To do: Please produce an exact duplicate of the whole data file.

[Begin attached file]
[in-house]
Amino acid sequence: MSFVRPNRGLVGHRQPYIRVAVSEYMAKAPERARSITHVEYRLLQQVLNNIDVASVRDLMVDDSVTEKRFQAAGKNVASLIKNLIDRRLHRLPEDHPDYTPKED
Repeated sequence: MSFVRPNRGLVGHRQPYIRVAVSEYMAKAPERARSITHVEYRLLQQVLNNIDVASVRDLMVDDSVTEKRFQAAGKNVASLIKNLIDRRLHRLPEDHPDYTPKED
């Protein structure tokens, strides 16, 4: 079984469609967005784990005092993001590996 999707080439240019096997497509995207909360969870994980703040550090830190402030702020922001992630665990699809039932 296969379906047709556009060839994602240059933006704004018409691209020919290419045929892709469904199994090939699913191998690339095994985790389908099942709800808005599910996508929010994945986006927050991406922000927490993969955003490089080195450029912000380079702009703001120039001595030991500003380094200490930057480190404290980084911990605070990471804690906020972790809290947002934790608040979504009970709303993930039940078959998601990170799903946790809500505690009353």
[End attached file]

[in-house]
Amino acid sequence: MSFVRPNRGLVGHRQPYIRVAVSEYMAKAPERARSITHVEYRLLQQVLNNIDVASVRDLMVDDSVTEKRFQAAGKNVASLIKNLIDRRLHRLPEDHPDYTPKED
Repeated sequence: MSFVRPNRGLVGHRQPYIRVAVSEYMAKAPERARSITHVEYRLLQQVLNNIDVASVRDLMVDDSVTEKRFQAAGKNVASLIKNLIDRRLHRLPEDHPDYTPKED
């Protein structure tokens, strides 16, 4: 079984469609967005784990005092993001590996 999707080439240019096997497509995207909360969870994980703040550090830190402030702020922001992630665990699809039932 296969379906047709556009060839994602240059933006704004018409691209020919290419045929892709469904199994090939699913191998690339095994985790389908099942709800808005599910996508929010994945986006927050991406922000927490993969955003490089080195450029912000380079702009703001120039001595030991500003380094200490930057480190404290980084911990605070990471804690906020972790809290947002934790608040979504009970709303993930039940078959998601990170799903946790809500505690009353």